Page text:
Maine diocese withdraws from Council of Churches

Michael J. O’Loughlin, national correspondent for America,  June 01, 2018

When a gunman killed 49 people at an Orlando nightclub popular with the L.G.B.T. community in 2016, some members of the Maine Council of Churches wanted to issue a statement expressing support for the victims and calling for an end to homophobia. But because of an unwritten rule that required unanimous consent from members before issuing any public statements, which had stopped the council in the past from expressing support for same-sex marriage despite most of the member churches supporting it, there was trepidation about what kind of language they should use.

Eventually, the group did release a statement, but in it they tried to “walk the line” between signaling support for L.G.B.T. rights and condemning violence against the community, the group’s leader, the Rev. Jane Field, told America, upsetting some members who resented needing to be so cautious in their language at a time when the L.G.B.T. community was grieving.

“We realized that we were feeling unsure of ourselves, of what would be O.K. for us to say publicly and what would offend or contradict what our Roman Catholic brothers and sisters would want the council to be saying publicly,” Ms. Field said. “That felt like a tipping point for me personally, where a number of our representatives said, ‘This can’t go on like this anymore.’”

“Our continuing participation could result in me advocating for two different, and even contradictory, positions,” Bishop Deeley wrote.

That is when the group launched what would become a 20-month process of updating its rules about what to say publicly. In February, the council decided it would issue public statements based on a majority vote of its members rather than following an unwritten rule that required unanimous consent. That change left Bishop Robert Deeley of Portland, the only diocese in Maine, uneasy, afraid that he would be part of a group whose public positions contradicted the Catholic Church’s views.

He decided the diocese would withdraw its membership, which dated back to the 1980s.

In a letter sent to the president of the council, Bishop Robert Deeley said the Diocese of Portland would withdraw its membership next month.

“As the Bishop of the Diocese I find this unfortunate, but I see no alternative. Our continuing participation could result in me advocating for two different, and even contradictory, positions,” Bishop Deeley wrote in a letter dated April 23. “What I advocate for cannot be simply determined by a majority vote. It is expected that my advocacy is grounded in the teachings of the Church. Any other position would be contrary to my responsibility as the bishop of Portland.”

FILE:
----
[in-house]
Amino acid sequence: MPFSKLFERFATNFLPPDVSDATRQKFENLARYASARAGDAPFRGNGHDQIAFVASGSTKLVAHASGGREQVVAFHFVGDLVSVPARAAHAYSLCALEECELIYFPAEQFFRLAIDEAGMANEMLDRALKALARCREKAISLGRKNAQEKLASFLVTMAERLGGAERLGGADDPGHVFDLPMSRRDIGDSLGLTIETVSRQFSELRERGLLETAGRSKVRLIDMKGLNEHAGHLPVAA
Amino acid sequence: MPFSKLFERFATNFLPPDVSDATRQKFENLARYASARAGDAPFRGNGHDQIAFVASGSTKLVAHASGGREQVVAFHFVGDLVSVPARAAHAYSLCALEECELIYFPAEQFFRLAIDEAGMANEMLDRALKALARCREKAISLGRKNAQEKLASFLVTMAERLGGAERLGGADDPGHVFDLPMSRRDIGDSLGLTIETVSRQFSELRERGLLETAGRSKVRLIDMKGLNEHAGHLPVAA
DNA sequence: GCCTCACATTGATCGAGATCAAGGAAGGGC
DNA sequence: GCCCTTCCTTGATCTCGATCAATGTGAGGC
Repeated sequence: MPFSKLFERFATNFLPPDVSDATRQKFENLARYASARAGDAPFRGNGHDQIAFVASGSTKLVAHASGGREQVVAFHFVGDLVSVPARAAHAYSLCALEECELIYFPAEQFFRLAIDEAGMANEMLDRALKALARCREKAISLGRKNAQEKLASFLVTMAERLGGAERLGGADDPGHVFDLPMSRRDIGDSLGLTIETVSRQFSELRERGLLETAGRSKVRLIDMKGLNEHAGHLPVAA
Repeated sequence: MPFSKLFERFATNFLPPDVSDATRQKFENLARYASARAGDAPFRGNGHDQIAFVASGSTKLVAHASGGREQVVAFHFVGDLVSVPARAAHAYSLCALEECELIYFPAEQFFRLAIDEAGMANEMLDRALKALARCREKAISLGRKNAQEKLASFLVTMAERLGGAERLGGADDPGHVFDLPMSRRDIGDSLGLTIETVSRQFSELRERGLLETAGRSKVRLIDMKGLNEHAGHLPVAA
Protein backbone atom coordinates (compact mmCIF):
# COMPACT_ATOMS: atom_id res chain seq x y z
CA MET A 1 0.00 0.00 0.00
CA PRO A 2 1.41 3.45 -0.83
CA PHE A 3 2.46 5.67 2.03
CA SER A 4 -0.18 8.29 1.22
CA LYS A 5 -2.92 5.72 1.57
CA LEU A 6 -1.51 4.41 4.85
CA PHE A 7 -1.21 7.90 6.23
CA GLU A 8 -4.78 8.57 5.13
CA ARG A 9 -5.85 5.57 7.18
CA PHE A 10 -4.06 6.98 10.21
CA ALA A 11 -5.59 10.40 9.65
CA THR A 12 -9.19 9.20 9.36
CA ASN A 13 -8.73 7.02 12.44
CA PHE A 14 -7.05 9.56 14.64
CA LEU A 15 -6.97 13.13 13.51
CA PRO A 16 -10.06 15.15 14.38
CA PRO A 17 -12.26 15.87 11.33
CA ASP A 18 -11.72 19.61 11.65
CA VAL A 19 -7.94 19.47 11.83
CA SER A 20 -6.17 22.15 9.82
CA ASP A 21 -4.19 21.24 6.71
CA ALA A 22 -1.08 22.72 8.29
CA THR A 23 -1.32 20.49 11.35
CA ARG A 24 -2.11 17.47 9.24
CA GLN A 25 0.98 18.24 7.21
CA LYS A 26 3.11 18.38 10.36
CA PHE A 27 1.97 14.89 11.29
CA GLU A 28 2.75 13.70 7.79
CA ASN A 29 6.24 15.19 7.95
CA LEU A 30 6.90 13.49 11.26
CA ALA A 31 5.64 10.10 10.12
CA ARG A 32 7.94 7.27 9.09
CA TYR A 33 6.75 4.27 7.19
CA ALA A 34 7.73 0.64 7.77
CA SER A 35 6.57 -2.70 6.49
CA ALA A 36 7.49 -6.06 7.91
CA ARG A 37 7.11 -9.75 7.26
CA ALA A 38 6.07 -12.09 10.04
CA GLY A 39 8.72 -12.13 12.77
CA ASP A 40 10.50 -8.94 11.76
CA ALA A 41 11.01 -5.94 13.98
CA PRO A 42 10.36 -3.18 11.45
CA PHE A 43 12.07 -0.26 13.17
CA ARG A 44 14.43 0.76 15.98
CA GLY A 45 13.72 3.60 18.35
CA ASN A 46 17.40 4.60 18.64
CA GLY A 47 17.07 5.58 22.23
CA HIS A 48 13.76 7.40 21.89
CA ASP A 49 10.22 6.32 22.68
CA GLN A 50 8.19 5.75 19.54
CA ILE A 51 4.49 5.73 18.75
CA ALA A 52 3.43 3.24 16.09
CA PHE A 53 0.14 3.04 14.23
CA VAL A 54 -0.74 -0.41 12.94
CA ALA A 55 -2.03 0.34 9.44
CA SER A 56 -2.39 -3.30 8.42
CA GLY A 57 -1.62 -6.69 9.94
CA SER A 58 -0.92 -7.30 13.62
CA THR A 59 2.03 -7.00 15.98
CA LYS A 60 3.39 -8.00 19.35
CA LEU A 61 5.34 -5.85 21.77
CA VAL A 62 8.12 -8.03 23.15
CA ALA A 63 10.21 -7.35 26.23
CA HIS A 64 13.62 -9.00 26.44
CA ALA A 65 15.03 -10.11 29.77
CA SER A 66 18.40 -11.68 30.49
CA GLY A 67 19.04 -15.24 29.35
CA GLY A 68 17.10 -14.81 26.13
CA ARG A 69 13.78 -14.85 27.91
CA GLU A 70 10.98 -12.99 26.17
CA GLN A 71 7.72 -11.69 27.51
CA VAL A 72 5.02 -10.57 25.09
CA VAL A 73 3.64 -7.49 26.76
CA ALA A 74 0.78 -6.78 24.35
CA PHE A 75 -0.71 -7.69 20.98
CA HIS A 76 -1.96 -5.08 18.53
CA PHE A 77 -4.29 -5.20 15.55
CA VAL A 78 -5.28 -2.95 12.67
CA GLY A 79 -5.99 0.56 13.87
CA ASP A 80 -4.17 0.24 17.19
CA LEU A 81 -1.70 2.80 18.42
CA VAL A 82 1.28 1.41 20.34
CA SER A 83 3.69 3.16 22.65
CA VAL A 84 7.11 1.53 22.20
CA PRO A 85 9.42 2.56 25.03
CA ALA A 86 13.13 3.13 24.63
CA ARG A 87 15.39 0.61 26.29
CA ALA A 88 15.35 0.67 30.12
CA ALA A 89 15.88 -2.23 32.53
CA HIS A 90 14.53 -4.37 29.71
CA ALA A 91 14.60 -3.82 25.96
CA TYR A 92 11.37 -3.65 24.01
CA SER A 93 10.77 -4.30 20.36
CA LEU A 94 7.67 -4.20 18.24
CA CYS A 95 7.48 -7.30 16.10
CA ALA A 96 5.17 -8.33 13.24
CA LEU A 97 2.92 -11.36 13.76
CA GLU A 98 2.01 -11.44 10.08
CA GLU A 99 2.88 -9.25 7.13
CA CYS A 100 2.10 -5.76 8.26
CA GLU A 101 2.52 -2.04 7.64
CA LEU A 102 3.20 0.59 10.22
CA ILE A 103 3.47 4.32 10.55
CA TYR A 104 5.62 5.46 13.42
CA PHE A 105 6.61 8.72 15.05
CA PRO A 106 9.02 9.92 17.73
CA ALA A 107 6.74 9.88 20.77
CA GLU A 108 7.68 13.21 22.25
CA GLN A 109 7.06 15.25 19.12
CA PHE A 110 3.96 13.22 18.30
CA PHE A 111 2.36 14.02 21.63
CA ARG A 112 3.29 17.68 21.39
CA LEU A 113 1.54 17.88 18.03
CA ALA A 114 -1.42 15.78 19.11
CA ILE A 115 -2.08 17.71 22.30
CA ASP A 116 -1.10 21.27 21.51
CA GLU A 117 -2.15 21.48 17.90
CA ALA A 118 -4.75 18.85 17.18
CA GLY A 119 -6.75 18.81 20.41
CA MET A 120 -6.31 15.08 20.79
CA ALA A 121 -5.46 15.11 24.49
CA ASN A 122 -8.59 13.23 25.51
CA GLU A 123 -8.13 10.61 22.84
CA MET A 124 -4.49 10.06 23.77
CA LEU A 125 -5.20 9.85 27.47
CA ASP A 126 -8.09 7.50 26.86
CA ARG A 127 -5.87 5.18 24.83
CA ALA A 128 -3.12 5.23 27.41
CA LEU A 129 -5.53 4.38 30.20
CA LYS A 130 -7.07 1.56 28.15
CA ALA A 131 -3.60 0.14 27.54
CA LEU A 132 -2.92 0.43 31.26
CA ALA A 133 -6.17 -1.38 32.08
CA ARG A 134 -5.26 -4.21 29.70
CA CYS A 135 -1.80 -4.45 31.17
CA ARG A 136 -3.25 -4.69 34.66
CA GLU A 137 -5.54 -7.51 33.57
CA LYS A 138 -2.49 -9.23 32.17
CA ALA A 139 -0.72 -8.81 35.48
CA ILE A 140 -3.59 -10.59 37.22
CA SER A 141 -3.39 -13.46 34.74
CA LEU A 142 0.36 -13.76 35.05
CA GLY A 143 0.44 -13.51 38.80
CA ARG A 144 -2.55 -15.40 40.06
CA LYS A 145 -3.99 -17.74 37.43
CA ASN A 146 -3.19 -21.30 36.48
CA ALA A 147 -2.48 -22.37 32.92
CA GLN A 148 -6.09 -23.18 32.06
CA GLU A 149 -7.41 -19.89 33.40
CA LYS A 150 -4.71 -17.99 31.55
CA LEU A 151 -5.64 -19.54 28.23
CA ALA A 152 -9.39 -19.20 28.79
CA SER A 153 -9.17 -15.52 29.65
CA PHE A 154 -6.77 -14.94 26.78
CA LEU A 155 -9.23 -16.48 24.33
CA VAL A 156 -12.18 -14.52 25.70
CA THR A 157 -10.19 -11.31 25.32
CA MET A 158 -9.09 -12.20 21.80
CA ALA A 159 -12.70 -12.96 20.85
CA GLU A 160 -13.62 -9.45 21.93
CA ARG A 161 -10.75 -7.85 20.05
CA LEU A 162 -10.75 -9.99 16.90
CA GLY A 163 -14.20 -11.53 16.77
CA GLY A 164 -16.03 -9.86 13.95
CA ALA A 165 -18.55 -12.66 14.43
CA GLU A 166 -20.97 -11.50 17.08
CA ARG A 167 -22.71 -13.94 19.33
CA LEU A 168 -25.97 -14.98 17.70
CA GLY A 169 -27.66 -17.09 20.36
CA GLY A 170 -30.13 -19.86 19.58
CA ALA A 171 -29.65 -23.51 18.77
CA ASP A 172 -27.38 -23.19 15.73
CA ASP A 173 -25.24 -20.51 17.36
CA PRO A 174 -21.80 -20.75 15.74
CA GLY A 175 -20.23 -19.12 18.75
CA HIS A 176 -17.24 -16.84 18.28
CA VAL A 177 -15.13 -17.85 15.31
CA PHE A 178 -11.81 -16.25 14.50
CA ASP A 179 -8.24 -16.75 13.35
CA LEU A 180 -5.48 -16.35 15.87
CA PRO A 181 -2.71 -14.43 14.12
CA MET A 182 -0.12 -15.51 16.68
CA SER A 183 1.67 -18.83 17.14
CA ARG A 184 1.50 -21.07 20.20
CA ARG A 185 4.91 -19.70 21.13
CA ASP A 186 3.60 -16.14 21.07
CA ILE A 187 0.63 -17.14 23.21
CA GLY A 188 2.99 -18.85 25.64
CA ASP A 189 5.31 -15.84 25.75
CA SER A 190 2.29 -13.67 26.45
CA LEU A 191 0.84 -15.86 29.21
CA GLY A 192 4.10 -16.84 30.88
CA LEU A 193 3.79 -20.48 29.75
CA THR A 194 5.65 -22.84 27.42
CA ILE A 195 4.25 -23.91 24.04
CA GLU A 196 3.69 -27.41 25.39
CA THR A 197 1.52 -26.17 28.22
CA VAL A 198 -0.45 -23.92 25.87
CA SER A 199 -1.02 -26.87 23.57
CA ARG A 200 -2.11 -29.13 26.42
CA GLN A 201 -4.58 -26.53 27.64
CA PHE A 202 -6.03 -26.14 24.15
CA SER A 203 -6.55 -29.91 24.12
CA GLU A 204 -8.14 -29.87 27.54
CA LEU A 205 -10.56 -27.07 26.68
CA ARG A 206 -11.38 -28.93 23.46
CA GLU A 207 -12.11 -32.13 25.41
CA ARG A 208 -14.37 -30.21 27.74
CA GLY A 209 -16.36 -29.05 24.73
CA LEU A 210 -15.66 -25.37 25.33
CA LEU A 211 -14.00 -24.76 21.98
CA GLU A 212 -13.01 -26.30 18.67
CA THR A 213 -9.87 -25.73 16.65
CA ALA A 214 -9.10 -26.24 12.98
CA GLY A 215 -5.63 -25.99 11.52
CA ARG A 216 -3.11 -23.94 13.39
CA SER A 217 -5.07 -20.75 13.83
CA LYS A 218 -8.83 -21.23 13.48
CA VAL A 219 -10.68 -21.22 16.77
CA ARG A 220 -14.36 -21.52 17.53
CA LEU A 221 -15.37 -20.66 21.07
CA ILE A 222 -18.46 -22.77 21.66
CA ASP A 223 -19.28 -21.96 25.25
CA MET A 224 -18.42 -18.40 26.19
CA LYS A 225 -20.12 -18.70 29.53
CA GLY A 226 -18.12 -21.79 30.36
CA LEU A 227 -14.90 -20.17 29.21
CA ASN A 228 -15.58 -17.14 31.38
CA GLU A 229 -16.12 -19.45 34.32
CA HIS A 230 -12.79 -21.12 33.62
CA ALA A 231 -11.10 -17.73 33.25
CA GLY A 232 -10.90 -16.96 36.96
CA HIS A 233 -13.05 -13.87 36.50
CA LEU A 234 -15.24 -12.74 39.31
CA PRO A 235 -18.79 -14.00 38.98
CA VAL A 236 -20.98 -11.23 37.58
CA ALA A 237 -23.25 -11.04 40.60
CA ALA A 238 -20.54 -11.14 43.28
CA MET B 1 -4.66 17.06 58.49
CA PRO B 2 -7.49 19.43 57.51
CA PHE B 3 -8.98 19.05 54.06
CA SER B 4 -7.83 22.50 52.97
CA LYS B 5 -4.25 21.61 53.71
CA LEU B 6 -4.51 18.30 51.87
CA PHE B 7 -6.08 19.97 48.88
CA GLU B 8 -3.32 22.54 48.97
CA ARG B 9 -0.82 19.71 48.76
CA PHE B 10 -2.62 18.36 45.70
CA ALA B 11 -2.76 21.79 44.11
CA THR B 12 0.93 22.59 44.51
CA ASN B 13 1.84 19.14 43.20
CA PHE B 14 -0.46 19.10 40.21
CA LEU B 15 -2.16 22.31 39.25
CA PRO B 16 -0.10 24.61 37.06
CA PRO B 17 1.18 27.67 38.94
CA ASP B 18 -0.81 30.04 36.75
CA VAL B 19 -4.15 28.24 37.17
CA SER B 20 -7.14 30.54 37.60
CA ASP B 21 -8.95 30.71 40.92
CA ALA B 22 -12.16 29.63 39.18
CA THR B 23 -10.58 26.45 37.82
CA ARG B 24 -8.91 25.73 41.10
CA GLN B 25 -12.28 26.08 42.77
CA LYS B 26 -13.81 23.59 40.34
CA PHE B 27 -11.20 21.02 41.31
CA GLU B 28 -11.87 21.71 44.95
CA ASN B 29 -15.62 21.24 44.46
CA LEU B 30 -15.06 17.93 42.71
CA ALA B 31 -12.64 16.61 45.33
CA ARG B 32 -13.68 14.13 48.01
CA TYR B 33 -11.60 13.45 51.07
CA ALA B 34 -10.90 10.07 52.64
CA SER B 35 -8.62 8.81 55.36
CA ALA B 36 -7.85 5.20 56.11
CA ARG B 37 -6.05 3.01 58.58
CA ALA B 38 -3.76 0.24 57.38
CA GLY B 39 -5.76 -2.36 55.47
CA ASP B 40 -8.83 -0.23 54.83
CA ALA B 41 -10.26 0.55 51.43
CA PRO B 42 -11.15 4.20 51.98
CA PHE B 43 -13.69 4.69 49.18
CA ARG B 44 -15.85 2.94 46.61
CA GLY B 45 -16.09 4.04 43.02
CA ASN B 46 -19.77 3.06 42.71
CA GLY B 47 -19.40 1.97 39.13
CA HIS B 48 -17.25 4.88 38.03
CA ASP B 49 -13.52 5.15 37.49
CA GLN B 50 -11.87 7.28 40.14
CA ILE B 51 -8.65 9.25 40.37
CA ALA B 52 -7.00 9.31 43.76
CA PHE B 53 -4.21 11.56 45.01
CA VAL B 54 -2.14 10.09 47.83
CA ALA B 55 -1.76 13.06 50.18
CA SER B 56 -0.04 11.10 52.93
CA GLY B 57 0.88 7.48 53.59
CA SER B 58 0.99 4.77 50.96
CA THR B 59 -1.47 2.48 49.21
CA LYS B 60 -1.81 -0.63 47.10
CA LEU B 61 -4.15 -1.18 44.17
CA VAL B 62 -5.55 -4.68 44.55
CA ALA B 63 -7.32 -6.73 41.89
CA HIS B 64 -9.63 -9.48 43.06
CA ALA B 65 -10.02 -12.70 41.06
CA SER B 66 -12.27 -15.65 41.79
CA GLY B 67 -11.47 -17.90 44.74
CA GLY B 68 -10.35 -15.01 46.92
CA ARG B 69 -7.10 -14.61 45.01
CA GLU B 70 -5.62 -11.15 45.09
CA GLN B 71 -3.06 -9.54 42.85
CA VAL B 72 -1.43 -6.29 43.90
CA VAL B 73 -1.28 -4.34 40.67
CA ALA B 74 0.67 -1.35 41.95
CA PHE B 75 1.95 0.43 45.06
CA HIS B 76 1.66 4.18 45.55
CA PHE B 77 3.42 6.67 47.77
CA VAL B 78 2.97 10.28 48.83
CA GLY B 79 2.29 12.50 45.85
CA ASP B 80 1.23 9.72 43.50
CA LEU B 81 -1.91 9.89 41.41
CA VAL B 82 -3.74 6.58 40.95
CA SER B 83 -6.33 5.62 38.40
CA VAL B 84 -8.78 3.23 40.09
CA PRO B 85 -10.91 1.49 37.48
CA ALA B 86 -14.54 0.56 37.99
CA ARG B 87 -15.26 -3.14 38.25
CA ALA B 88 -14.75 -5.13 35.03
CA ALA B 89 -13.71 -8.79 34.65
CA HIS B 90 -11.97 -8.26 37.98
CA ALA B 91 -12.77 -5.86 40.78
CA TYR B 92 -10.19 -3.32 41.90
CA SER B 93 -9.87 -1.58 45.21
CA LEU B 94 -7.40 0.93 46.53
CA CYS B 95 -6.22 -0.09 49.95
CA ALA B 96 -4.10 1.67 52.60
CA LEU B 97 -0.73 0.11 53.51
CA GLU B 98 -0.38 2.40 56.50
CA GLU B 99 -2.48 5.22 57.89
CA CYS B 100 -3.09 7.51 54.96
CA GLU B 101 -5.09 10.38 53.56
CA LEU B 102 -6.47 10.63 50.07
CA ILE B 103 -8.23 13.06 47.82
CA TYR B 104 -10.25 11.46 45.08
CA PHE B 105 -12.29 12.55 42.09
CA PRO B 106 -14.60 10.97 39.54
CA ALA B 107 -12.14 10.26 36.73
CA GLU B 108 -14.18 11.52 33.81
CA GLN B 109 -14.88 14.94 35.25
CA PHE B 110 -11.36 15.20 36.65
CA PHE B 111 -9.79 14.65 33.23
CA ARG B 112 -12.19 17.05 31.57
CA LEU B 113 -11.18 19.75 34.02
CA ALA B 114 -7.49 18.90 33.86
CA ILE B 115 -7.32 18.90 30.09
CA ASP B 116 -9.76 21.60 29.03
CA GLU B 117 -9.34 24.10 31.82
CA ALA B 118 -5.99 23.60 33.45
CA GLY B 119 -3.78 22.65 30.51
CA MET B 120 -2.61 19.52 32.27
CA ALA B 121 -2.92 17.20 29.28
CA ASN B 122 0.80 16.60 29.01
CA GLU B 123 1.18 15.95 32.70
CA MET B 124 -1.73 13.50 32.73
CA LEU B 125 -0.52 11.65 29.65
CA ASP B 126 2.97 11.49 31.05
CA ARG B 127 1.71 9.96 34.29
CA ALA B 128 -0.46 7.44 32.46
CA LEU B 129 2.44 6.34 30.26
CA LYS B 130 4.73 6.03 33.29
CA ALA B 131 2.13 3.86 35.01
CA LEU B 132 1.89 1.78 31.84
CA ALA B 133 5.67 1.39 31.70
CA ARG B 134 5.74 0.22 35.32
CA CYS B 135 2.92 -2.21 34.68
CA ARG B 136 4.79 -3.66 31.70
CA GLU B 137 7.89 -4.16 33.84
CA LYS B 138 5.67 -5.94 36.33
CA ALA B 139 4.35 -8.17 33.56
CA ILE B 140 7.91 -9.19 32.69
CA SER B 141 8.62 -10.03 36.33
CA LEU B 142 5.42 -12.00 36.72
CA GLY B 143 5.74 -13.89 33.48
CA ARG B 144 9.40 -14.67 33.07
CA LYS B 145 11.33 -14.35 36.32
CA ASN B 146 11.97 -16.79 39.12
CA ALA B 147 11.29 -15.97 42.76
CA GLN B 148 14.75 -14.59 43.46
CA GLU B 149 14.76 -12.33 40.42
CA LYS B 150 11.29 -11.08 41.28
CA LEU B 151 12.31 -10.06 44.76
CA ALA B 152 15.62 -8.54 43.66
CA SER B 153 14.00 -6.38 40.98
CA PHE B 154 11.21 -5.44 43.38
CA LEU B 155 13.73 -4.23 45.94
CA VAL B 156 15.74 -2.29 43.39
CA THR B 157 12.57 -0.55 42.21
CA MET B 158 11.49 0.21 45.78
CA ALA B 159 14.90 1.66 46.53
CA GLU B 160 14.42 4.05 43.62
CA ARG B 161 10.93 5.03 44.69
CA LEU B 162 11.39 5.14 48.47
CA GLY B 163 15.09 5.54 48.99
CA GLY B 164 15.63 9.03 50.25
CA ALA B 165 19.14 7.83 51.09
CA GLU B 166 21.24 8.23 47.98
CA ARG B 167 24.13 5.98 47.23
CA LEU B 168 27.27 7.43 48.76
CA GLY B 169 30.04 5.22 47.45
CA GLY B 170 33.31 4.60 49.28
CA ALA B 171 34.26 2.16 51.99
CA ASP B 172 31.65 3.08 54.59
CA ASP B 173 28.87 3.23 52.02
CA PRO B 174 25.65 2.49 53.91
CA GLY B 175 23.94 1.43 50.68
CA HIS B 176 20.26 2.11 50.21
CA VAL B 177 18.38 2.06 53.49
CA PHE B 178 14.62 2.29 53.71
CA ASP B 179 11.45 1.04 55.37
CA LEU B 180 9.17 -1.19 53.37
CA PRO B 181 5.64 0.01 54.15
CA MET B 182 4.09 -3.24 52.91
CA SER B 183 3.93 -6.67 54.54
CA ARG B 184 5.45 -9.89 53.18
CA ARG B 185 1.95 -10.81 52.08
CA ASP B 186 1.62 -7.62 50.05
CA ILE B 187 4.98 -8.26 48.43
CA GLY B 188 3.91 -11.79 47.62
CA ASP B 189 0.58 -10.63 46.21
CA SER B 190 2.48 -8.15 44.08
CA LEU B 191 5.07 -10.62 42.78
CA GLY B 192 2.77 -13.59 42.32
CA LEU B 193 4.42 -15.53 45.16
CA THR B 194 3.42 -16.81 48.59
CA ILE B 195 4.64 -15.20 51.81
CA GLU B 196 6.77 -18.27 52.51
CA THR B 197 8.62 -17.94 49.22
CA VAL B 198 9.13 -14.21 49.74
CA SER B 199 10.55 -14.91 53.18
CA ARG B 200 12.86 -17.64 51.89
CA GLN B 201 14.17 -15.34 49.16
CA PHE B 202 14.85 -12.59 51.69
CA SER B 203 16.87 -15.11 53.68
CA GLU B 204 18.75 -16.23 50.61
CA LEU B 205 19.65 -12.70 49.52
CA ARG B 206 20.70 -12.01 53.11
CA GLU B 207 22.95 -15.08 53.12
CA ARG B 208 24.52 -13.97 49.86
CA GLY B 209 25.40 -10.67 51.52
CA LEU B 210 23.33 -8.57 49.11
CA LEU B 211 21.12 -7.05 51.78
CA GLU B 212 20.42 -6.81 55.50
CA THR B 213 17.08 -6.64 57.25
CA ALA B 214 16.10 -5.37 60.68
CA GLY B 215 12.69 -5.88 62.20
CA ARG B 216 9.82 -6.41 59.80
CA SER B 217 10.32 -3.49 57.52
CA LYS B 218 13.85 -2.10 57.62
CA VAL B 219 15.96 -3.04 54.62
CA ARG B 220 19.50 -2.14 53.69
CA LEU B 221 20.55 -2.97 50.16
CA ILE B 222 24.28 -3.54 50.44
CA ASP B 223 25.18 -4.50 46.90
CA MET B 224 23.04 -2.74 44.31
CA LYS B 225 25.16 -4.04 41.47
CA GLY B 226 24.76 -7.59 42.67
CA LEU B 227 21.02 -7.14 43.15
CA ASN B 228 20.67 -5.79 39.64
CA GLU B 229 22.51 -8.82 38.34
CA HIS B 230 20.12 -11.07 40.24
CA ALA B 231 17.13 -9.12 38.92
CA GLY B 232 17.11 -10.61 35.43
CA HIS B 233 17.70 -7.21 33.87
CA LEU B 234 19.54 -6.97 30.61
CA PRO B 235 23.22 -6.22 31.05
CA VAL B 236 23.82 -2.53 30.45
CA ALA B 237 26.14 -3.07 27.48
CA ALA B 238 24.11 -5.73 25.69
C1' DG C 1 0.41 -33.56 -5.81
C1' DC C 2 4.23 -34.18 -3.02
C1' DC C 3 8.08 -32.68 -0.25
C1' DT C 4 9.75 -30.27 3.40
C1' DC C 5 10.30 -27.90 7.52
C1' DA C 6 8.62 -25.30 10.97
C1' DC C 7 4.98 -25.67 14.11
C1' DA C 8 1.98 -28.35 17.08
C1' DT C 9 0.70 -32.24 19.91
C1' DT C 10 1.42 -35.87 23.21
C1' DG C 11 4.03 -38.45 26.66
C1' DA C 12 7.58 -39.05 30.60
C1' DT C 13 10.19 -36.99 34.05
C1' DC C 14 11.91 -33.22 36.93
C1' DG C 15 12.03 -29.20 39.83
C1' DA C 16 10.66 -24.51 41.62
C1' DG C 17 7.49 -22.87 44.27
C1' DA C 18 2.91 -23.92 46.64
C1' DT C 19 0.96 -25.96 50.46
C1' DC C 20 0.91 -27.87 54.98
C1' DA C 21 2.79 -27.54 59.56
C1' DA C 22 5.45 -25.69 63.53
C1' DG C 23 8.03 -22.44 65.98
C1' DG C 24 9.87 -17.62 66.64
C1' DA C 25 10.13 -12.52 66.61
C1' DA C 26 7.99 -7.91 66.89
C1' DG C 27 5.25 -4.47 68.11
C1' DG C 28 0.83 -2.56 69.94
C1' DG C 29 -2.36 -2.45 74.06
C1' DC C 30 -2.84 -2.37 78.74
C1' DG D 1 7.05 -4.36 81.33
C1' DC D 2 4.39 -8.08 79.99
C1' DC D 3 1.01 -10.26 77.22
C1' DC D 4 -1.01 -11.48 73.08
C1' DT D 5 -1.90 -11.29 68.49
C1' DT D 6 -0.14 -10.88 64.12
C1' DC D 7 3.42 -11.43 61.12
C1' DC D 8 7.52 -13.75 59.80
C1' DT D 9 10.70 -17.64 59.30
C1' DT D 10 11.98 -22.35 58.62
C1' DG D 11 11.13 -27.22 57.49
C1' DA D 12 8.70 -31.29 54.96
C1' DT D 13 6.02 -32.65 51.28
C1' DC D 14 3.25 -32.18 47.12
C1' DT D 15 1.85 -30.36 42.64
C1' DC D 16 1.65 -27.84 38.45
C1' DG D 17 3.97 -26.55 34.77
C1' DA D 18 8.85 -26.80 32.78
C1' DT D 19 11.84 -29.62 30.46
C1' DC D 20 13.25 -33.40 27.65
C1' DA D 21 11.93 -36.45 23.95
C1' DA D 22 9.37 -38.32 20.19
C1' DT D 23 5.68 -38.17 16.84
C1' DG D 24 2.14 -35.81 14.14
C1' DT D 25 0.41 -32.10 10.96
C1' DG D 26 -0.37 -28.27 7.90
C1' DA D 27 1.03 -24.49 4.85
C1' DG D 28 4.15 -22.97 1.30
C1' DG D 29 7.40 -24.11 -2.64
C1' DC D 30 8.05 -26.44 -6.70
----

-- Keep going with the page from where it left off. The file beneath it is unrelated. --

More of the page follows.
As it turned out, shortly after the new rules went into effect the Maine Council of Churches took a public stand on an issue on which the Catholic diocese did not agree.

Earlier this year, lawmakers in Maine considered a bill that would ban so-called conversion therapy, a controversial practice that claims to be able to change an individual’s sexual orientation. (The bill was introduced by State Representative Ryan Fecteau, a graduate of the Catholic University of America who was the first openly gay student to serve as president of the student general assembly.)

While the Catholic Church does not have an official stance on this kind of therapy, the Diocese of Portland testified against the ban, saying the bill “limits choice” and interferes in the relationship between licensed counselors and patients.

But the Maine Council of Churches supported the ban, submitting written testimony that it again made public in a letter to The Portland Press Herald in March, in which Ms. Field noted that many Christian denominations are against the practice, quoting the group’s statement to lawmakers during the debate.

“Sexual orientation and gender identity are a gift from God—not a condition that needs treatment, not a choice that needs conversion, not something broken that needs repair, not a sin that needs forgiveness,” the letter states, quoting the testimony. “Conversion therapy is psychological and spiritual malpractice and amounts to torture.”